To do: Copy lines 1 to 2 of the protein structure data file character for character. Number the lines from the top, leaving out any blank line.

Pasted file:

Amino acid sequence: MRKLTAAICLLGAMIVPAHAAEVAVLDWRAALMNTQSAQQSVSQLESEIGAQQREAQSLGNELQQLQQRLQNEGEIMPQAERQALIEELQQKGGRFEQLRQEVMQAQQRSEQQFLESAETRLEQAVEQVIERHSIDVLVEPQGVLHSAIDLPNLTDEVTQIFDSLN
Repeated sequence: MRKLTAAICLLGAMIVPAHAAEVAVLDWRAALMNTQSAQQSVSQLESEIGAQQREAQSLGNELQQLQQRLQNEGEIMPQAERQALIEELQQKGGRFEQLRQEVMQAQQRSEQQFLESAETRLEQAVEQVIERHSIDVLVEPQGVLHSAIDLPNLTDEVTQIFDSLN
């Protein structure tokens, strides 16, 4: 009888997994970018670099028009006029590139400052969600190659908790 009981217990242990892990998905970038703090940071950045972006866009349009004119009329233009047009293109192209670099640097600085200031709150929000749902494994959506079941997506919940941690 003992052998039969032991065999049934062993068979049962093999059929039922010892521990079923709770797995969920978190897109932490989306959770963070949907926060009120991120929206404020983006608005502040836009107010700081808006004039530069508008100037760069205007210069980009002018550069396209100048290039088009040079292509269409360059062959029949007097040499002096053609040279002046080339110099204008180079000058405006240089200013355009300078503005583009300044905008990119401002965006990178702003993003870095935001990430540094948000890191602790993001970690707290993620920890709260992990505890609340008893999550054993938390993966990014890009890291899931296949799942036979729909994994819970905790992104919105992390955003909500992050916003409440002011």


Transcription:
Amino acid sequence: MRKLTAAICLLGAMIVPAHAAEVAVLDWRAALMNTQSAQQSVSQLESEIGAQQREAQSLGNELQQLQQRLQNEGEIMPQAERQALIEELQQKGGRFEQLRQEVMQAQQRSEQQFLESAETRLEQAVEQVIERHSIDVLVEPQGVLHSAIDLPNLTDEVTQIFDSLN
Repeated sequence: MRKLTAAICLLGAMIVPAHAAEVAVLDWRAALMNTQSAQQSVSQLESEIGAQQREAQSLGNELQQLQQRLQNEGEIMPQAERQALIEELQQKGGRFEQLRQEVMQAQQRSEQQFLESAETRLEQAVEQVIERHSIDVLVEPQGVLHSAIDLPNLTDEVTQIFDSLN